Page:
The drug, which could help speed up recovery for those infected by monkeypox, is being trialled by a team of scientists at Oxford University after it received £3.7m from the National Institute for Health and Care Research (NIHR).
The medication, called tecovirimat, was originally developed as a treatment for smallpox and aims to prevent the virus from leaving infected cells, halting its spread.
The Medicines and Health products Regulatory Agency (MHRA) licensed the drug for use for monkeypox based on the results of studies in animals and evidence indicating it was safe for healthy human volunteers.
It is being used by hospitals for those with severe monkeypox complications but there have yet to be any clinical trials to confirm if it can help people recover from the disease.
Professor Lucy Chappell, chief executive of the NIHR and chief scientific adviser at the Department of Health and Social Care, said: “This study is a very important next step towards looking at treatments for monkeypox outside of hospital.
“It’s crucial that we invest in developing, refining and evaluating treatments for this disease. We have commissioned this research to show the sense of and seriousness with which the health research community is collectively approaching this issue.”
The news comes after UK Health Security Agency announced this week that three pilots have been launched offering patients smaller doses of the monkeypox vaccine amid concerns over shortages.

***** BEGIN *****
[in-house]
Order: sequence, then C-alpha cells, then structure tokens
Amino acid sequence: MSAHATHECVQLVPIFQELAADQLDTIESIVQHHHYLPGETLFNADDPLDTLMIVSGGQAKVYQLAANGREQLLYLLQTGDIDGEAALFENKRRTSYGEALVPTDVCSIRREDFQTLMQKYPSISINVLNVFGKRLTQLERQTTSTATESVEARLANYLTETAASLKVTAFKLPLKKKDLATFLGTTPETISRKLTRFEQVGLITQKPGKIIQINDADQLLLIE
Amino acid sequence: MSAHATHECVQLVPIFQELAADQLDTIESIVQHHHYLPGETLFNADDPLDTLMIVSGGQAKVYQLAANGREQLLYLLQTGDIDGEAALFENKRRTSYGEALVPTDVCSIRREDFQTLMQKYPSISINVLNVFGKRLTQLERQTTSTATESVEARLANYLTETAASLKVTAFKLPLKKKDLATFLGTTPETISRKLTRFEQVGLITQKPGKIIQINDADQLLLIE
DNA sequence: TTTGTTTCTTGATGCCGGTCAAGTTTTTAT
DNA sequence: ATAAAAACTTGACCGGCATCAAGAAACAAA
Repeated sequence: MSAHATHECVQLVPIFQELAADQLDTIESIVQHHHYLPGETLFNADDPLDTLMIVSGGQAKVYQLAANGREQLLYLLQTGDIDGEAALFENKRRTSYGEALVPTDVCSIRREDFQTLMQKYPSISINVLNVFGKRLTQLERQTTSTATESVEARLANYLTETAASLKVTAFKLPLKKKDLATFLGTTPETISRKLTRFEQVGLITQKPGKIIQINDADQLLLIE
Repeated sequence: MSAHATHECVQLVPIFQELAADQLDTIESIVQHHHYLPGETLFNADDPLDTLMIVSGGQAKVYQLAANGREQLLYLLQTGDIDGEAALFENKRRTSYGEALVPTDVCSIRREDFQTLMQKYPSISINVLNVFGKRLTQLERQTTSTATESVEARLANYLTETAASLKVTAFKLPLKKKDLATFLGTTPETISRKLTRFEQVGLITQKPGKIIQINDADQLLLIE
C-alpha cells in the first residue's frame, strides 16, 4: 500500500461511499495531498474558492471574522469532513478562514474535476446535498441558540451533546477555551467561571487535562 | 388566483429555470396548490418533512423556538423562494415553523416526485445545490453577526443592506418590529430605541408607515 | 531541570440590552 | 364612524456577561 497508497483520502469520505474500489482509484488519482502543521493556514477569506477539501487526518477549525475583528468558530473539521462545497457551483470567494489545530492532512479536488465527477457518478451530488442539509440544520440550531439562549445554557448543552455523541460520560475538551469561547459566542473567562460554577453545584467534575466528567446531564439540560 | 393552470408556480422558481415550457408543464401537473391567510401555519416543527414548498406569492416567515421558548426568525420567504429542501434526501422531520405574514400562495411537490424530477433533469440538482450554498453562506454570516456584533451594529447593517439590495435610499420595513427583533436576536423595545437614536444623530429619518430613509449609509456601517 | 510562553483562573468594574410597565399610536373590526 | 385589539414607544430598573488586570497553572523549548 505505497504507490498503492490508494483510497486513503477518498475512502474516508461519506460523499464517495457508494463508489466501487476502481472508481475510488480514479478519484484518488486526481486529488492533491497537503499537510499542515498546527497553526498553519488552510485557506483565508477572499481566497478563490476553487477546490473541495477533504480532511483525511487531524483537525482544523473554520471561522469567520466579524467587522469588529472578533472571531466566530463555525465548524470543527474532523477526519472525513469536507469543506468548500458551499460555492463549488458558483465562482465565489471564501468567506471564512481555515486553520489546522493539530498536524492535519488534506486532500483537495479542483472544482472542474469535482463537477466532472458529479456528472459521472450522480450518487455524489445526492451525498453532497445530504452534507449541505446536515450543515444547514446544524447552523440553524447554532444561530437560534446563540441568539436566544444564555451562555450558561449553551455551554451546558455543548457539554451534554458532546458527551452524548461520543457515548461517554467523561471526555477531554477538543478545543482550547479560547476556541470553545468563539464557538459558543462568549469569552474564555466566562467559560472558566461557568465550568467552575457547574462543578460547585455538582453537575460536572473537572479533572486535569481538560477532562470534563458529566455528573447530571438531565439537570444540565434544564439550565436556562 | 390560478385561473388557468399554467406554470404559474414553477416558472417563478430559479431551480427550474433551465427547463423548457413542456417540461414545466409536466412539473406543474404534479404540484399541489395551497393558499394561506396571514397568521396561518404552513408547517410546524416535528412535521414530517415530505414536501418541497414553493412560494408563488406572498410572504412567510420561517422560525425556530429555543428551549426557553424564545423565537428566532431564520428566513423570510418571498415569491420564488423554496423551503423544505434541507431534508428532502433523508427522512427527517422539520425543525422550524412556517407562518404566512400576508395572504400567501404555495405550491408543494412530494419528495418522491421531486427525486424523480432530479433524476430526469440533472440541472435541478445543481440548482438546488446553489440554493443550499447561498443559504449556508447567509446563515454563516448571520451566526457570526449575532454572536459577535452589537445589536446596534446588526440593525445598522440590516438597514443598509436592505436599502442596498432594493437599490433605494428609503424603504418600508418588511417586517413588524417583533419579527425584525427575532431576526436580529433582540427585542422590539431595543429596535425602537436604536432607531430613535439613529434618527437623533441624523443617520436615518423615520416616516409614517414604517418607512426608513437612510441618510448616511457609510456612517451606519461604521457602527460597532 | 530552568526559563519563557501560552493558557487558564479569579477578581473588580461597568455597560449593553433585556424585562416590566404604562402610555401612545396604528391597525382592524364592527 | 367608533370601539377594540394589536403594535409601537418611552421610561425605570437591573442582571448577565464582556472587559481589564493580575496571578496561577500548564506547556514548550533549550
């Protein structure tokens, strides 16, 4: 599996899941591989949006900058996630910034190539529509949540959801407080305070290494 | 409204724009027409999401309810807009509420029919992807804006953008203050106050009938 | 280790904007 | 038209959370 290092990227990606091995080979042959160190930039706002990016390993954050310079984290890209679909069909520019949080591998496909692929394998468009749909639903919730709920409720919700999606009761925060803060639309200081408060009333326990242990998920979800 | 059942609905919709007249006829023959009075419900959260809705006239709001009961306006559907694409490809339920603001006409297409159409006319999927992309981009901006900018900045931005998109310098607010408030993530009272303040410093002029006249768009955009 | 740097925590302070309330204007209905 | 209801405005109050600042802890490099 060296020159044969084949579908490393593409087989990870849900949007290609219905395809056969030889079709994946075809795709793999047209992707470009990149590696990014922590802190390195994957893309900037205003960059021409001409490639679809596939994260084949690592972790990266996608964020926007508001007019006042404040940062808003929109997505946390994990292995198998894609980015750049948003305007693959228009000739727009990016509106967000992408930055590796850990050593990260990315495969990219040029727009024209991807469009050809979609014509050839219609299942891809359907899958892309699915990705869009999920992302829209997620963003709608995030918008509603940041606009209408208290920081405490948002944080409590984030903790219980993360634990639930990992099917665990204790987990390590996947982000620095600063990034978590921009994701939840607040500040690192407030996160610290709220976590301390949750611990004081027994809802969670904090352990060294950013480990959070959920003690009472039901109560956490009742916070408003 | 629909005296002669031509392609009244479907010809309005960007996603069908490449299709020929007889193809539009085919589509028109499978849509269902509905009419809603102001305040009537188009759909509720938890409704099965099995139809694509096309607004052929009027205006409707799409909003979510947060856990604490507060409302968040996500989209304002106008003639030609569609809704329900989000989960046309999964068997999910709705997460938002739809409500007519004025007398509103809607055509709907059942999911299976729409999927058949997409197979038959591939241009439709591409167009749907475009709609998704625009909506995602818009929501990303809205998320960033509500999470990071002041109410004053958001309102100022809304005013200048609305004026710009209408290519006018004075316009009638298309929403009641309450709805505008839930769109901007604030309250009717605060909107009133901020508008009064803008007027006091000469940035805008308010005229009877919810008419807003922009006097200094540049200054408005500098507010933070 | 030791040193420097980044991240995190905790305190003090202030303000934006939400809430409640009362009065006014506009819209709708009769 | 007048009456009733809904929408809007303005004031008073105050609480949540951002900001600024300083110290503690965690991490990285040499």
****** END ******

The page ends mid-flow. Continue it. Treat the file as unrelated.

Harun Tulunay, a training and volunteer coordinator for Positively UK, a charity that supports those living with HIV, had the monkeypox treatment after being diagnosed in June.
Tulunay said: ‘When you are really sick and in pain, you are ready to try anything, but you do want to know if it is going to work or not. I was at the Royal Free London, very much suffering from monkeypox when my doctors offered me tecovirimat. They told me there were no data on how efficient it was, but after days, even weeks, of no improvement in my health, I still wanted to take it. And for the first time, my health improved and I started to feel better.
“I don’t want anyone else to become as severely sick as I was… Knowing whether there is an effective treatment may also help to reduce any anxiety around monkeypox.”
The study, called Platinum, will cover 500 participants and will either give them a 14-day course of tecovirimat twice daily or a placebo treatment.
Participants will take treatments in their own homes and eligible patients will be identified through positive monkeypox tests.
The study is being led by Sir Peter Horby, professor of emerging infections and global health at the University of Oxford, and Sir Martin Landray, professor of Medicine and Epidemiology at Oxford Population Health, who were chief investigators of the Covid-19 Recovery trial.
Prof Sir Peter Horby said monkeypox was a distressing and sometimes dangerous infection and the trial would benefit current and future patients worldwide.
“Although the early data on tecovirimat are promising, only a randomised clinical trial will provide the level of evidence we need to treat patients with confidence. Platinum will provide that evidence,” he said.